The two girls/now women who were childhood friends found themselves in a different life with different outcomes.
Written with compassion and sensitivity, an illuminating, thought-provoking and engrossing portrait of the hopelessness we find across America in rural areas.
Well-researched, with extensive interviews with friends and family, a critical, insightful, beautifully written, and deeply affecting memoir.
I enjoyed reading the updates from 2019-2022 from these BFFs and what being best friends mean.
"That grief, and the larger, shared understanding of growing up where we had and wanting to get out, would always fill whatever space might grow between us." —THE FORGOTTEN GIRLS, Monica Potts
@JudithDCollins | #JDCMustReadBooks
Pub Date: May 30, 2023
My Rating: 5 Stars
“A compelling sociological and cultural portrait that illuminates the silent hopelessness destroying not just [Potts’s] hometown, but rural communities across America. A hauntingly cleareyed and poignant memoir with strong, illustrative reportage.” —Kirkus Reviews (starred review)
“A compassionate look at the rapid decline in life expectancy among “the least educated white Americans” . . . Potts draws on extensive interviews with friends and family to reveal how poverty, generational trauma, substance abuse, and the suffocating righteousness of the evangelical church limit women’s options in places like Clinton. . . . A potent study of what ails the depressed pockets of rural America.”
"The Forgotten Girls is much more than a memoir; it's the unflinching story of rural women trying to live in the most rugged, ultra-religious and left-behind places in America. Rendering what she sees with poignancy and whip-smart analyses, Monica Potts took a gutsy, open-hearted journey home and turned it into art.”
—Beth Macy, author of Dopesick and Raising Lazarus
“The Forgotten Girls is beautiful and hard, a deeply reported memoir of a place, a friendship, a childhood and a country riven by systemic injustices transformed into individual tragedies. Monica Potts is a gifted writer; I read this extraordinary story of friendship and sisterhood, ambition and loss in rural America in one sitting; it is propulsive, clear and really important.”
—Rebecca Traister, author of Good and Mad
“A troubling tale of heartland America in cardiac arrest, of friendship tested, of meth and Sonic burgers and every other kind of bad nourishment, of what we have let happen to our rural towns, and what they have invited on themselves. A personal and highly readable story about two women in a small cranny of America, but which offers an illuminating panorama of where our country stands.”
—Sam Quinones, author of Dreamland and The Least of Us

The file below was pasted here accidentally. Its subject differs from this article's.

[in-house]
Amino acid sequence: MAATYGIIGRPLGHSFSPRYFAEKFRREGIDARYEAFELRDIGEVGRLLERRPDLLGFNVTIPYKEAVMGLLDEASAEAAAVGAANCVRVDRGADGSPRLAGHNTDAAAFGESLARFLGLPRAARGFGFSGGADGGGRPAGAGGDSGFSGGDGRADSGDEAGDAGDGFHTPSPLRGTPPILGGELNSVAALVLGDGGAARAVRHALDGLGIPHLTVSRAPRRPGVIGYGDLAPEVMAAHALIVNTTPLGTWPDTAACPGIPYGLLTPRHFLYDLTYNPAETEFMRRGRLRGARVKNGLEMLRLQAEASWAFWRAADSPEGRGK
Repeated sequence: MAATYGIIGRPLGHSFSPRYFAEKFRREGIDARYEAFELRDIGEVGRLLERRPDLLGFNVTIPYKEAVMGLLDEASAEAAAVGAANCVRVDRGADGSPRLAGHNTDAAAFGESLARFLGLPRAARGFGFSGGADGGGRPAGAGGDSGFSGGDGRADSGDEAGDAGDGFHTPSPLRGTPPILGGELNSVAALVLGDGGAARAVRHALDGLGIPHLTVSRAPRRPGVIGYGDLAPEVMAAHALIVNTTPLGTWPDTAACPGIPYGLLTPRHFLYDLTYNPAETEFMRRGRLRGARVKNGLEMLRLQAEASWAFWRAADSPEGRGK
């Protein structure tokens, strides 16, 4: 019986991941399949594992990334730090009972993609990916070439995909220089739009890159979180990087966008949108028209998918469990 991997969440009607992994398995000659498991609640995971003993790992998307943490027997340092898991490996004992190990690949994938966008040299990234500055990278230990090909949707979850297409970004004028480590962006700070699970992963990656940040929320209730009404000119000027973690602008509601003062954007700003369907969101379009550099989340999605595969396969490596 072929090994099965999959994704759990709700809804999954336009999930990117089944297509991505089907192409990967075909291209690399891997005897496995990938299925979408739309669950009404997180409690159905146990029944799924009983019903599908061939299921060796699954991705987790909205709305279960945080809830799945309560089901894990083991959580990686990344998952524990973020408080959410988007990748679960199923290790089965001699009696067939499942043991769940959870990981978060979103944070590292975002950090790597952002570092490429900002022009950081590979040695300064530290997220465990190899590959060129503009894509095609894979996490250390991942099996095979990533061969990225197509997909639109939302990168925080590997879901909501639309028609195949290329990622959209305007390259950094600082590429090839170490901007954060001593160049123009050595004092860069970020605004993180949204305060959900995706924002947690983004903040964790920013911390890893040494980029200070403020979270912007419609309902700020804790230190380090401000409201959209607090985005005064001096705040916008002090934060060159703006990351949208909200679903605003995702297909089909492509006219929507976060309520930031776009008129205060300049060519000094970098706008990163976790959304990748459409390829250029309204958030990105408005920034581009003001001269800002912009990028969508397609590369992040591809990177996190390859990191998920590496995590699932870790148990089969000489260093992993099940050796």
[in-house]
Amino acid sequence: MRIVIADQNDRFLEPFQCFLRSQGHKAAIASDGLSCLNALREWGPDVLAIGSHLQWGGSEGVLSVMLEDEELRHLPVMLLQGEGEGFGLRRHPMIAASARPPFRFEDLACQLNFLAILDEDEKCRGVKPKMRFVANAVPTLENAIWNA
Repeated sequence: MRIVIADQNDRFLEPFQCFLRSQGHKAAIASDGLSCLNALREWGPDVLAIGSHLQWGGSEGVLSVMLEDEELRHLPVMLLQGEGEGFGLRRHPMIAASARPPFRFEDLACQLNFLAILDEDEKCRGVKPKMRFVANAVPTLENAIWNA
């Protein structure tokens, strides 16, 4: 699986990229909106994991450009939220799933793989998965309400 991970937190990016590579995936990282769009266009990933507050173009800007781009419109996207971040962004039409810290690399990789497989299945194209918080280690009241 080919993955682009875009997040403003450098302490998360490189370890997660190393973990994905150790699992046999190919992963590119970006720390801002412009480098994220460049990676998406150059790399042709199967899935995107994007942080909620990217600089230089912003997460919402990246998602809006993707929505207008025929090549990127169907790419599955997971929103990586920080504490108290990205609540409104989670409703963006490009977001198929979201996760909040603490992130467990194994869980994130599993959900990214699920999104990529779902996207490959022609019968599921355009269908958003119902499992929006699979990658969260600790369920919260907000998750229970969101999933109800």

“A tender memoir of a lifelong friendship and a shocking account of hardship in rural America, The Forgotten Girls is beautifully written, painstakingly researched and deeply affecting.”
—Paula Hawkins, author of The Girl on the Train
“In a landscape where writing grounded in true events is expected to be either objective reporting about events from which the writer is fully detached or confessional lived experience, Monica Potts has created a rare mix of reportage and memoir that brings the best of both forms to bear on an empathetic and nuanced examination, told from an insider's perspective, of what it means to be working class, white, and female in America today.”
—Emma Copley Eisenberg, author of The Third Rainbow Girl
“I couldn’t put it down. . . American culture has a toxic forgetting at its heart, a forgetting about communities that have lost their way and a blindness to why they fail. It made me think of so many people's lives in small towns and rural areas in Britain—a powerful reminder that when you forget about people and consign them to eternity in failing places, then you create something deeply harmful for all of us. It is an important book, raw and simple enough that you can’t help but feel it deeply.”
—James Rebanks, author of The Shepherd’s Life
About the Author
© Beth Hall Photography LLC
Monica Potts is a writer who returned to her hometown in northern Arkansas to work on a book, forthcoming from Penguin Random House. She is a former fellow with the New America Foundation. She writes about a variety of subjects, including poverty, politics, and culture. Her work has appeared in The New York Times, The Atlantic, The New Republic, The American Prospect, New York magazine, Vogue.com, The Daily Beast, The Trace, and Democracy: A Journal of Ideas. She is also a PostBourgie alum.